It had seemed like an age had passed since A Man had begun his journey upriver. A winding path, beaten to ruin by the elements, had led him away from the roar of the frozen river. Silence once again suffocated him, broken only by his own soft footfalls and the rustle of the trees. Not even the great beast Níðhöggr had broken the skies in search of him. Only the fading memory of song and music drifted in A Man’s mind.
As A Man crossed over the crest of another hill, the forest broke open and let free the view below. There was Hvergelmir. It must be Hvergelmir. Yet it was vast and it was empty. Empty. A Man began to rush down the hill, leaping over rock and root. His light footsteps carried him quickly over the thick and deep snow. His breath never became ragged or his chest heave from exhaustion. He was like a ghost gliding across the ground.
Before long A Man barrelled to the bank of the spring. It was dry and dusty. Not even any snow seemed to fall within the dark and black bowl of dirt. Husks of snakes littered the ground of the spring’s bed, all life dead and gone.
Then there was a sound. It was irritatingly quiet, too quiet to make out what the noise was. It danced and jingled, coming closer. It was a set of bells, hoping and prancing as if on a jester’s feet. As the sound made itself clear and heard, a tiny set of green sparks exploded in the air with each jingle, dancing to the sound. The sparks reached the ground and with a triumphant final jingle -
The Harlequin. The memory of the poisonous jester burned bright and wild, filling A Man with emotion he had not felt since he came to this forsaken place.
‘You’re a long way from home,’ said the cracked, glazed smile of the beast. Teeth split a pale face open as the tall thing figure bent down to speak to A Man’s face.
‘I could say the same for you,’ said A Man, fixing The Harlequin with a cold stare.
‘Oh, come now, I don’t have a home. You on the other hand, most certainly do. Or did, at least.’
‘What by the Gods do you want?’
‘I would quite like you to hold up your end of our little bargain. You do remember, don’t you? The one with you and your little friends that sent you halfway around the world?’
There was a faint stirring in the back of A Man’s mind, a memory dislodging itself. A realisation dawned upon A Man about who he was.
‘Aah,’ continued The Harlequin, ‘You seem to be a bit confused as to who you are. A little problem with being half-dead, I assume? Draugrs do have the most terrible memories. Majvoc the Draugr - a bit more grand than thief or coward.’
A Man was Majvoc.
Majvoc sighed with relief, his shoulders sagging. Everything now seemed to slot into place. A great weight had been lifted from his shoulders. He glanced out at the bare and dry Hvergelmir. A name or no name, the land of the dead was to take his life anyway.
‘I still don’t know what you want,’ said Majvoc, masking his gratitude to The Harlequin.
‘I want you to get on with the next stage of our little contract. Hel might be dead, although with little help from you, but there are two others that require my knife in their backs. And you are to hold my knife.’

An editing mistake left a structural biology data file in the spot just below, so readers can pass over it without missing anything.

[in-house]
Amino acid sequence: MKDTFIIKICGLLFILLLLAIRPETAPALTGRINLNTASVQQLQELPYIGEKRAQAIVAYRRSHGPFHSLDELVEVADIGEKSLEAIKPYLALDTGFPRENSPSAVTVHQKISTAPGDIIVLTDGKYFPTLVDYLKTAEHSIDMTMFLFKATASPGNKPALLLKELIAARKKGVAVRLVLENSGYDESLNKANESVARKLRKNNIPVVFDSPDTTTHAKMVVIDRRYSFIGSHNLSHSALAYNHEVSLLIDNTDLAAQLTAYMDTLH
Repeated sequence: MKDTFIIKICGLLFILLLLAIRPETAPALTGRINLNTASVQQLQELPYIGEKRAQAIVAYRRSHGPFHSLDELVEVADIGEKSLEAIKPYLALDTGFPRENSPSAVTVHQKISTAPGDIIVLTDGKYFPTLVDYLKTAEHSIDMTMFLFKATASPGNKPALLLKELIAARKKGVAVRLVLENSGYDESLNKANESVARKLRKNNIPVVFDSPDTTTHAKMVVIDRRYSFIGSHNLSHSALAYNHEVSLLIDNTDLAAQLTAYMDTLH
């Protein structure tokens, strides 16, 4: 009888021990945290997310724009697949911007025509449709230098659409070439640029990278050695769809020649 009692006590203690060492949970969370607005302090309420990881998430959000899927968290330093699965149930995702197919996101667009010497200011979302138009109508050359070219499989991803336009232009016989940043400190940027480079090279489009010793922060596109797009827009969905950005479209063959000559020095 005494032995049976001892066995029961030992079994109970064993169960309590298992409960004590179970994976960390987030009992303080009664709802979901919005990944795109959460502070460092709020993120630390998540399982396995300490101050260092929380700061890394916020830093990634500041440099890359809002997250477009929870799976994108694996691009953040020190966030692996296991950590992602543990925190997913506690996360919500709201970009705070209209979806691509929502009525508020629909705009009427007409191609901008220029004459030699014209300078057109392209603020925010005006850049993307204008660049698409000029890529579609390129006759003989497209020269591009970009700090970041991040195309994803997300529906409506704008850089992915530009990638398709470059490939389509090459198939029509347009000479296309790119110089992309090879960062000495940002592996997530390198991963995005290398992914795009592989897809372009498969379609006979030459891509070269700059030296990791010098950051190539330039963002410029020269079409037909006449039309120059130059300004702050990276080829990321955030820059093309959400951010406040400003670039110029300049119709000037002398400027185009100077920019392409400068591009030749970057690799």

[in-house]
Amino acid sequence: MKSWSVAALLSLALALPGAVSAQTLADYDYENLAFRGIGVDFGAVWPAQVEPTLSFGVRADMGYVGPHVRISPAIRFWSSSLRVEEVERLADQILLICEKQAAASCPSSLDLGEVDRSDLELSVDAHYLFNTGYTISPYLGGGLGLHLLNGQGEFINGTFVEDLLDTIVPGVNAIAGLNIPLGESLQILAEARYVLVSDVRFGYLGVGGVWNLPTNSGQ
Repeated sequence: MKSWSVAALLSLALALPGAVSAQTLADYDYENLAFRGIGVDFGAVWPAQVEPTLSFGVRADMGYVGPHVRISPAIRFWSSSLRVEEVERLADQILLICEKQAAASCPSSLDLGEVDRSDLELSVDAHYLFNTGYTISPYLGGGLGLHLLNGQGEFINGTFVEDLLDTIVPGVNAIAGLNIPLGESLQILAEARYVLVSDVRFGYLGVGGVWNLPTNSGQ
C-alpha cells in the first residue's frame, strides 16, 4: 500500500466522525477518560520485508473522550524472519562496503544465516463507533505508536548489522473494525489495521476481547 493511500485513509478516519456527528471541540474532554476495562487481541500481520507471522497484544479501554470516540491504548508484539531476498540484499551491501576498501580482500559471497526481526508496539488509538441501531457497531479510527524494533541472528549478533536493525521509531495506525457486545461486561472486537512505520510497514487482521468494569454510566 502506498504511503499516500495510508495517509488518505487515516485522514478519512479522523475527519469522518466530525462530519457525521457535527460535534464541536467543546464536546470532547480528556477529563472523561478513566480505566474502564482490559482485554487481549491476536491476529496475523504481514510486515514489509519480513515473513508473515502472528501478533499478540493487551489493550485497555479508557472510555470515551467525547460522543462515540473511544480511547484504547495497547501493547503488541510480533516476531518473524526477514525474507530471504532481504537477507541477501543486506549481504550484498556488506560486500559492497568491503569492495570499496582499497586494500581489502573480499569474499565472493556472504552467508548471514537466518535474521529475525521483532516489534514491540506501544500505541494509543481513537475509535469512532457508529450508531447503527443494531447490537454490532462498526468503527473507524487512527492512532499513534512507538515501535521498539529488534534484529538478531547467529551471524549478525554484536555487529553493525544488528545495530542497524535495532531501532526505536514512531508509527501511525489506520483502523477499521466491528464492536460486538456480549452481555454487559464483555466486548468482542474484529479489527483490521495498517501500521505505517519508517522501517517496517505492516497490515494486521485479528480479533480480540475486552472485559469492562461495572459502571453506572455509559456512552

‘What’s in it for me?’
‘Other than what you were promised all that time ago, in that little tavern so far away?’ The Harlequin’s eyes seemed to bulge and glisten as he spoke. ‘That prize you asked for when you spoke of Jjarlford?’
Majvoc wanted to say no, but the temptation of the prize tasted too sweet. But then bitter bile ruined the thought. ‘Prize or no prize, I cannot leave the land of the dead and I cannot enter the land of the living.’
The Harlequin sighed. ‘You mortals are ever so tiresome with your fretting over death and life. How about I sweeten our deal somewhat then. Kill the next person on our little list, and I’ll give you this.’ The Harlequin pointed a finger in the air and summoned, in a shower of green sparks, a long thin vial. It stood precariously upright on the tip of his finger.
‘This is the last few precious drops of the water of Hvergelmir, Majvoc. It’s just enough to cleanse your soul of the death that now clings to it. Kill our target, and it is yours.’
‘Where is our target, then?’ said Majvoc, without hesitation.
‘Good, good,’ said The Harlequin, clapping his hands and jingling his bells, ‘That’s the spirit. However, the location of the target isn’t something I can provide yet. I can, however, give you the name. Fenrir.’
‘Intent on killing all your family?’ said Majvoc.
‘Only the ones I don’t like.’
‘Fenrir won’t be easy to kill. He did, after all, kill Odin in battle all those years ago.’
‘Then how do you expect me to kill it?’
‘Oh, you won’t be doing it alone. Your little band of murders is still alive and kicking - for the most part. And don’t worry, I even have a little hint to get you going. The answer lies in Ásgarðr upon the throne of the All-Father. Sit upon the seat of power and the wolf gods bane will be made clear to you.’
‘Oh, and how are we meant to get to Ásgarðr?’
‘Come now, everyone knows this one.’
‘The Bifröst is broken, clown.’
‘Then fix it,’ snarled The Harlequin, ‘You are a bright bunch. Now, I’ll give you one last piece of help.’
‘And what is that?’
Then The Harlequin was gone. And so was Majvoc.
 <<OOC - Eh, probably not my best one tbh>>

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